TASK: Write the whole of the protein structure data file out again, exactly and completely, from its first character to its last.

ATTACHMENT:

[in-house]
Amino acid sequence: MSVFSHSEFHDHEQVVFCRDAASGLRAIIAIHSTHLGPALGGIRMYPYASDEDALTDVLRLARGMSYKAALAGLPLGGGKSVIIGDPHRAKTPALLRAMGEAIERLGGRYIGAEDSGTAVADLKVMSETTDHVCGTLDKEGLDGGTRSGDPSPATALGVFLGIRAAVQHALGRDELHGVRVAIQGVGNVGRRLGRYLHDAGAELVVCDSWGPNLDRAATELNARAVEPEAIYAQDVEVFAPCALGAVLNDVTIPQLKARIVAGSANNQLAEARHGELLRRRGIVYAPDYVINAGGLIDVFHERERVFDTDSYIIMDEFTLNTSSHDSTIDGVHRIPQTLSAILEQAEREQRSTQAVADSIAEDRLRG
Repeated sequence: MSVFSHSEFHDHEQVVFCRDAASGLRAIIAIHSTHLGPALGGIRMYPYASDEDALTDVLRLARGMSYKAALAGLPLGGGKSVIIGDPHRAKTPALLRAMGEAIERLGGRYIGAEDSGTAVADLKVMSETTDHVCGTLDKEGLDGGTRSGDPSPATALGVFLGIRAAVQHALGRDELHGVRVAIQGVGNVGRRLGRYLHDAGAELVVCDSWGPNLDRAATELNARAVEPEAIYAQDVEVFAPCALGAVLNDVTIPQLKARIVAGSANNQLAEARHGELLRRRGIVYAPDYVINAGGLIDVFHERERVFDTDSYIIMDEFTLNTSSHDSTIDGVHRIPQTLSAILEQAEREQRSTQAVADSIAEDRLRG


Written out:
[in-house]
Amino acid sequence: MSVFSHSEFHDHEQVVFCRDAASGLRAIIAIHSTHLGPALGGIRMYPYASDEDALTDVLRLARGMSYKAALAGLPLGGGKSVIIGDPHRAKTPALLRAMGEAIERLGGRYIGAEDSGTAVADLKVMSETTDHVCGTLDKEGLDGGTRSGDPSPATALGVFLGIRAAVQHALGRDELHGVRVAIQGVGNVGRRLGRYLHDAGAELVVCDSWGPNLDRAATELNARAVEPEAIYAQDVEVFAPCALGAVLNDVTIPQLKARIVAGSANNQLAEARHGELLRRRGIVYAPDYVINAGGLIDVFHERERVFDTDSYIIMDEFTLNTSSHDSTIDGVHRIPQTLSAILEQAEREQRSTQAVADSIAEDRLRG
Repeated sequence: MSVFSHSEFHDHEQVVFCRDAASGLRAIIAIHSTHLGPALGGIRMYPYASDEDALTDVLRLARGMSYKAALAGLPLGGGKSVIIGDPHRAKTPALLRAMGEAIERLGGRYIGAEDSGTAVADLKVMSETTDHVCGTLDKEGLDGGTRSGDPSPATALGVFLGIRAAVQHALGRDELHGVRVAIQGVGNVGRRLGRYLHDAGAELVVCDSWGPNLDRAATELNARAVEPEAIYAQDVEVFAPCALGAVLNDVTIPQLKARIVAGSANNQLAEARHGELLRRRGIVYAPDYVINAGGLIDVFHERERVFDTDSYIIMDEFTLNTSSHDSTIDGVHRIPQTLSAILEQAEREQRSTQAVADSIAEDRLRG